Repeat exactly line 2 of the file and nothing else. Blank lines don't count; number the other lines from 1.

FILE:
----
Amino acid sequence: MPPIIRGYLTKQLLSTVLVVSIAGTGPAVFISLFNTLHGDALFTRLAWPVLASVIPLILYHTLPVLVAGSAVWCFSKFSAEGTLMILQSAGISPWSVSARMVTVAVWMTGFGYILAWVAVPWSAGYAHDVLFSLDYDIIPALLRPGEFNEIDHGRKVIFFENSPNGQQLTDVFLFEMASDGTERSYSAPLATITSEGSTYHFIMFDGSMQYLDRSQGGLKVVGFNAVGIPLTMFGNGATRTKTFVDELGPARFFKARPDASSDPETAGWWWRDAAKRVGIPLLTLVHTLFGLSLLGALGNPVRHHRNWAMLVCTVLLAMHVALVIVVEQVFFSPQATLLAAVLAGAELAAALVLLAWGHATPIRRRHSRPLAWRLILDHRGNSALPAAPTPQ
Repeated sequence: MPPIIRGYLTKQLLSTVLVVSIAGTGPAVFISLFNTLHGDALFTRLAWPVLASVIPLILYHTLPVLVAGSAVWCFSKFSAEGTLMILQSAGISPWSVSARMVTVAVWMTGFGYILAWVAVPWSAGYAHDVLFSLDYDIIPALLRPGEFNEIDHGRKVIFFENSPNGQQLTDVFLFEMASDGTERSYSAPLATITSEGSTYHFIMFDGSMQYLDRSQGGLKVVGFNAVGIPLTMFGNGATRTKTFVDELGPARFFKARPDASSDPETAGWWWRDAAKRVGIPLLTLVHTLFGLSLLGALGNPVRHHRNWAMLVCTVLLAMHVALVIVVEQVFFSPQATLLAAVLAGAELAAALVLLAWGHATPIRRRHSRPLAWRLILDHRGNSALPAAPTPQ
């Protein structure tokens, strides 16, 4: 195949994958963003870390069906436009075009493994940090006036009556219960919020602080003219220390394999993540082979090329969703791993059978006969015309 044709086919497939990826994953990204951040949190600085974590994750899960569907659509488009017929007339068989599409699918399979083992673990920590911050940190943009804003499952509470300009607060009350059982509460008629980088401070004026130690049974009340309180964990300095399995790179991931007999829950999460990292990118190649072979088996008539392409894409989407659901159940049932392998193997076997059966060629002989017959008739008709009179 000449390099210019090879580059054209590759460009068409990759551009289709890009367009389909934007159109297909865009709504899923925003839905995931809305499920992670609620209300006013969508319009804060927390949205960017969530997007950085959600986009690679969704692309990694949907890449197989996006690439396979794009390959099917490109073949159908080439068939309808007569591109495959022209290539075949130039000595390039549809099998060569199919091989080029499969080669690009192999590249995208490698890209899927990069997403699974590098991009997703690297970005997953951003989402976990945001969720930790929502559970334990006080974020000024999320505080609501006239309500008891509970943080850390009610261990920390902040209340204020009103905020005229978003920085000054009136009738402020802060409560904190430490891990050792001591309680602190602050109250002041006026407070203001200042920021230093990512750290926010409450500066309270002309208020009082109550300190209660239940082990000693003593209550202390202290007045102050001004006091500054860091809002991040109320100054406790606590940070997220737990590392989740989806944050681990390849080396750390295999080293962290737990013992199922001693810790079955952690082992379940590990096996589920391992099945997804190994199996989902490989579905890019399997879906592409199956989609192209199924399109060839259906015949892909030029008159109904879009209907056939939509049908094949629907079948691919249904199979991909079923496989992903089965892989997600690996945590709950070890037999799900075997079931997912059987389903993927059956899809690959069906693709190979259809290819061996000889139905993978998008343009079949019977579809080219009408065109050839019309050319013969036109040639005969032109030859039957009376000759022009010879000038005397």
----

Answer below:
Repeated sequence: MPPIIRGYLTKQLLSTVLVVSIAGTGPAVFISLFNTLHGDALFTRLAWPVLASVIPLILYHTLPVLVAGSAVWCFSKFSAEGTLMILQSAGISPWSVSARMVTVAVWMTGFGYILAWVAVPWSAGYAHDVLFSLDYDIIPALLRPGEFNEIDHGRKVIFFENSPNGQQLTDVFLFEMASDGTERSYSAPLATITSEGSTYHFIMFDGSMQYLDRSQGGLKVVGFNAVGIPLTMFGNGATRTKTFVDELGPARFFKARPDASSDPETAGWWWRDAAKRVGIPLLTLVHTLFGLSLLGALGNPVRHHRNWAMLVCTVLLAMHVALVIVVEQVFFSPQATLLAAVLAGAELAAALVLLAWGHATPIRRRHSRPLAWRLILDHRGNSALPAAPTPQ